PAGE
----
Splunking bash history

The history tools built into the bash shell are rather powerful and a great source of information about what has been done to a system.  One thing we can do to make these even more useful is add them as a data source in Splunk.  While imperfect (see caveats below), this can be helpful in demonstrating that your systems are well-monitored for activity performed by users.

If you were going to do this, you might consider something as simple as:


This is a good starting point, but it suffers from some issues:

  1. Recursively walking all of /home to find just a few small files can be expensive
  2. Users outside of /home are not seen
  3. The .bash_history file does not have timestamps, so you’ll get a _time equal to the index time

We can do better.  Bash gives us lots of options to change how its history works.  Let’s try this snippet in /usr/local/bin/bash-history.sh:


# are we an interactive shell?
if [ "$PS1" ] && [ -d $HISTBASEDIR ]; then

        REALNAME=`who am i | awk '{ print $1 }'`
        EFFNAME=`id -un`
        mkdir -m 700 $HISTBASEDIR/$EFFNAME >/dev/null 2>&1

        shopt -s histappend
        shopt -s lithist
        shopt -s cmdhist

        unset  HISTCONTROL && export HISTCONTROL
        unset  HISTIGNORE && export HISTIGNORE
        export HISTSIZE=10000
        export HISTTIMEFORMAT="%F %T "

    case $TERM in
            PROMPT_COMMAND='history -a && printf "\033]0;%s@%s:%s\007" "${USER}" "${HOSTNAME%%.*}" "${PWD/#$HOME/~}"'
            PROMPT_COMMAND='history -a && printf "\033]0;%s@%s:%s\033\\" "${USER}" "${HOSTNAME%%.*}" "${PWD/#$HOME/~}"'
                        PROMPT_COMMAND='history -a'
  # Turn on checkwinsize
  shopt -s checkwinsize
  PS1="[\u@\h \W]\\$ "

This will configure bash to do several things:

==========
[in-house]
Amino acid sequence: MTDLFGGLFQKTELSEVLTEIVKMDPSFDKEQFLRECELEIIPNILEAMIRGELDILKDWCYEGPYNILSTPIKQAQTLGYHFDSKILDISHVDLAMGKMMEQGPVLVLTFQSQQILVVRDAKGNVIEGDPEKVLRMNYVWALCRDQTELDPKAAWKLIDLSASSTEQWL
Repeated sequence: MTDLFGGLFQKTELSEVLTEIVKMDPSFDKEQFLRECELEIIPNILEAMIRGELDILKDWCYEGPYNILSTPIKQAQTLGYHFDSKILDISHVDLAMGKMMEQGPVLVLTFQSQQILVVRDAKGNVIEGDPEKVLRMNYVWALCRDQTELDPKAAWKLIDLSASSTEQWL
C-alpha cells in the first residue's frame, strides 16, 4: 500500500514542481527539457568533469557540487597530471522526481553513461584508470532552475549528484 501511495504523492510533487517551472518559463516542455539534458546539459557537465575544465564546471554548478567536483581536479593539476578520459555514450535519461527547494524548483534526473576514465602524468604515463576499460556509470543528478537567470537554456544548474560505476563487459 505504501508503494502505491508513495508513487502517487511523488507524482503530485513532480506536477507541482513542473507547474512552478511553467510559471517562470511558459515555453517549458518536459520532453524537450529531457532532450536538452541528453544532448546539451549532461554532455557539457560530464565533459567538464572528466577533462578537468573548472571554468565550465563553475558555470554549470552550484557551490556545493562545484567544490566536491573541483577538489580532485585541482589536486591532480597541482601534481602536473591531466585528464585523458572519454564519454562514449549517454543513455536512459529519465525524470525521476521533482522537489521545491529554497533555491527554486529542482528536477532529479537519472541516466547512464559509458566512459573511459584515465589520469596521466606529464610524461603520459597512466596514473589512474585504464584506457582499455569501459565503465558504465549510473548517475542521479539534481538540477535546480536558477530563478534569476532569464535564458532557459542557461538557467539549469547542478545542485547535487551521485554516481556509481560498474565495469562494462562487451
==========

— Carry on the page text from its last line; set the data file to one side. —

1. Store history files in /var/log/bashhist/<effective-username>/history-<actual-username>
  2. Add timestamps to history files
  3. Persist the history file to disk more frequently

The difference here between “effective” and “actual” plays a part when using su or  sudo to run a shell as another user.  When you enable these settings for root, and then do a sudo su –, the history file for root while you are su’ed will be stored in /var/log/bashhist/root/history-duane — or whatever your username is.

To fully enable this, we need to do a few more things.  First, we need to make the /var/log/bashhist directory with (hopefully) appropriate permissions. The top-level directory needs to be 777 permissions in order to allow the shell snippet to make directories for new users as needed. Like with /tmp, the sticky-bit should prevent wild deletion by other users.

sudo mkdir -m 1777 /var/log/bashhist

We need to enable users-of-interest to source this snippet of shell into their .profile scripts. Add to the necessary .profile scripts:

source /usr/local/bin/bash-history.sh

Then we need to configure Splunk to read the history files with the right settings for timestamps. In props.conf:

EXTRACT-userids = ^/var/log/bashhist/(?<effective_user>[^/]+)/history-(?<real_user>.*)$ in source

And in inputs.conf:


If you’ve done all of this right, when you run the history command in bash you should see dates and times next to them, and bash histories should be searchable in Splunk.



I mentioned caveats.  There are a few – and I’m probably leaving some out.

Shell history is not an accurate source of audit-quality proof of things that were done / not done on a system.  Nothing keeps a user from editing their history file after the fact.  Splunk does pick up changes to the history file quickly and forwards them off-host.  This may be a mitigating factor toward users editing the file to try to hide history, but a clever person would be able to evade.  It is a good way to help keep honest people honest, but it’s not a strong control against an attacker or a dishonest person.

Also, shell history is written after a command finishes.  If a user run a long-running command, like an ssh to a remote host, it won’t show up in the history until the task exits.

So, while it’s imperfect, this technique might be useful to you in keeping track of things happening on your Unix systems.  Suggestions and improvements welcome.